The U.N. committee of climate scientists will fix any future errors "within a week or so," its head said on Wednesday, after coming under fire last year for bungling a forecast of when Himalayan glaciers would thaw.
"I think we now have a firm procedure by which we are going to deal with errors, or alleged errors," Rajendra Pachauri told Reuters during a visit to Oslo, referring to a set of reforms agreed at a meeting in Abu Dhabi on May 17.
The panel's 2007 report, the main guide for governments in fighting climate change, included an incorrect projection that all Himalayan glaciers could vanish by 2035, hundreds of years earlier than scientists' projections.
"My own expectation is within a week or so we should be able to do it," Pachauri said when asked what limit the panel should have to fix errors. Previously, there has been no time limit.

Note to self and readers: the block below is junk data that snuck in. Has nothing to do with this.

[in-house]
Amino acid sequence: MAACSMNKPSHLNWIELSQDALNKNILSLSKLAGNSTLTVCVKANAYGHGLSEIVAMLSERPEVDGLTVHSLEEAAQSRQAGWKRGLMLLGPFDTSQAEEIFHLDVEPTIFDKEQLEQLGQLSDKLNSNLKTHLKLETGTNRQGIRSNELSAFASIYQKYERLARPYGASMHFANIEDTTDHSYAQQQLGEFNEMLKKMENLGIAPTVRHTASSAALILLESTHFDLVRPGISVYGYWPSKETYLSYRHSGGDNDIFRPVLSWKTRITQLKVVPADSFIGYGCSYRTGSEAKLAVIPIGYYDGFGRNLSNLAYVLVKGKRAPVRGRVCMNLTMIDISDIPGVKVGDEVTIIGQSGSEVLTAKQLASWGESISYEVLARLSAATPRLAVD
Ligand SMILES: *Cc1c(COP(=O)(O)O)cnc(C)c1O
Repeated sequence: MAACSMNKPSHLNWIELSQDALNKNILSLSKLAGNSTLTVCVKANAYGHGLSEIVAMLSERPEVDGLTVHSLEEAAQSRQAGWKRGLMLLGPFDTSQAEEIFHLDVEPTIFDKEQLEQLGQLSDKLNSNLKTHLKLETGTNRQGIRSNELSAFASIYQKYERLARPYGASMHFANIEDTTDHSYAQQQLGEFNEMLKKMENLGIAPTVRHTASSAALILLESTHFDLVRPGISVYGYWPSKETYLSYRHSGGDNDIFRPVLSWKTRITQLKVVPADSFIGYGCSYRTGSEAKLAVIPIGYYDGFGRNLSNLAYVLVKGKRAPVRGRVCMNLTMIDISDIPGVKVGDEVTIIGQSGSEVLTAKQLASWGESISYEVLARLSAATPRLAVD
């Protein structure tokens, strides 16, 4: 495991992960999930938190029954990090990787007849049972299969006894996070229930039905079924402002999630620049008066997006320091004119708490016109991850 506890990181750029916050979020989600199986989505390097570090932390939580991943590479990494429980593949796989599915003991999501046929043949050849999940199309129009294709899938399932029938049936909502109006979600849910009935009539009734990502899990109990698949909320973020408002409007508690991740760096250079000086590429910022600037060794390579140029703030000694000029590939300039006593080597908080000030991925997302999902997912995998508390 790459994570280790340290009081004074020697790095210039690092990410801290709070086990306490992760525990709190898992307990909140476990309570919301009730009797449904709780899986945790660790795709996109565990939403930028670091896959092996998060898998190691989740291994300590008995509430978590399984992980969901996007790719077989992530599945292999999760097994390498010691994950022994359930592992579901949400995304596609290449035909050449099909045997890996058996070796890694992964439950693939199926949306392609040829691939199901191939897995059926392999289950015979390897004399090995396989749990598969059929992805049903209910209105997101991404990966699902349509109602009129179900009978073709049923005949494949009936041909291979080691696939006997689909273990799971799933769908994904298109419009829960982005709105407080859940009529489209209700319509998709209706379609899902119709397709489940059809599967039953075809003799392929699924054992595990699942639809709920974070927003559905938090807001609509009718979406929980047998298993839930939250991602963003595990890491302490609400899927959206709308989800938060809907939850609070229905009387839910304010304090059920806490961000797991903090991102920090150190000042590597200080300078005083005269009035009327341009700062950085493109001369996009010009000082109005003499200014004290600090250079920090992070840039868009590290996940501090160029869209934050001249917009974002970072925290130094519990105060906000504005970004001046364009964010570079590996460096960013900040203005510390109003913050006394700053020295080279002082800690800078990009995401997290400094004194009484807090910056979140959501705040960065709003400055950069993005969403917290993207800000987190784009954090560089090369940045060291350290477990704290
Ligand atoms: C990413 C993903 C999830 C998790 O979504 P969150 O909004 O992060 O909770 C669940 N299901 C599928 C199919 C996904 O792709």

"In some cases it can be done in a day or two," he said, but contacting past authors and consulting experts might take a few days. He said swift action would build confidence in the panel.
Pachauri also said his Intergovernmental Panel on Climate Change (IPCC), would act quickly to say when it was looking into possible flaws. "We will have to be prompt in communicating what we are doing," he said.
Evidence of plagiarism and complaints about the peer-review process have led a statistics journal to retract a federally funded study that condemned scientific support for global warming.
The study, which appeared in 2008 in the journal Computational Statistics and Data Analysis, was headed by statistician Edward Wegman of George Mason University in Fairfax, Va. Its analysis was an outgrowth of a controversial congressional report that Wegman headed in 2006. The "Wegman Report" suggested climate scientists colluded in their studies and questioned whether global warming was real. The report has since become a touchstone among climate change naysayers.